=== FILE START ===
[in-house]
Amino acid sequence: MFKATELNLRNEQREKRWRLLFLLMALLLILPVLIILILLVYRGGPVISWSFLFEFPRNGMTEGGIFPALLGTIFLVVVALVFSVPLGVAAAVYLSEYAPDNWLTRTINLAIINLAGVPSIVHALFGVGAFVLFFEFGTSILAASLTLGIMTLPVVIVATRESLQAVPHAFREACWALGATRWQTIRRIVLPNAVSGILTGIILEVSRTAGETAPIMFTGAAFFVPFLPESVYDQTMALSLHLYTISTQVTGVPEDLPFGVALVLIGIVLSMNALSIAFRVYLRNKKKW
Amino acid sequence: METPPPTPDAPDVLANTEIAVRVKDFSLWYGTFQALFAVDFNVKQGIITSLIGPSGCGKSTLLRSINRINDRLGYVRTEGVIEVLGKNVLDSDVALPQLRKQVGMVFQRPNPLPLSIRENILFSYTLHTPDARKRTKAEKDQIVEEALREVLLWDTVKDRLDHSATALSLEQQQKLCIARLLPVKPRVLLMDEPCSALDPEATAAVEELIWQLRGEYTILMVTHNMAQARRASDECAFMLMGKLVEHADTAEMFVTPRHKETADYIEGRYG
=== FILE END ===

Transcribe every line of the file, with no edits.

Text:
[in-house]
Amino acid sequence: MFKATELNLRNEQREKRWRLLFLLMALLLILPVLIILILLVYRGGPVISWSFLFEFPRNGMTEGGIFPALLGTIFLVVVALVFSVPLGVAAAVYLSEYAPDNWLTRTINLAIINLAGVPSIVHALFGVGAFVLFFEFGTSILAASLTLGIMTLPVVIVATRESLQAVPHAFREACWALGATRWQTIRRIVLPNAVSGILTGIILEVSRTAGETAPIMFTGAAFFVPFLPESVYDQTMALSLHLYTISTQVTGVPEDLPFGVALVLIGIVLSMNALSIAFRVYLRNKKKW
Amino acid sequence: METPPPTPDAPDVLANTEIAVRVKDFSLWYGTFQALFAVDFNVKQGIITSLIGPSGCGKSTLLRSINRINDRLGYVRTEGVIEVLGKNVLDSDVALPQLRKQVGMVFQRPNPLPLSIRENILFSYTLHTPDARKRTKAEKDQIVEEALREVLLWDTVKDRLDHSATALSLEQQQKLCIARLLPVKPRVLLMDEPCSALDPEATAAVEELIWQLRGEYTILMVTHNMAQARRASDECAFMLMGKLVEHADTAEMFVTPRHKETADYIEGRYG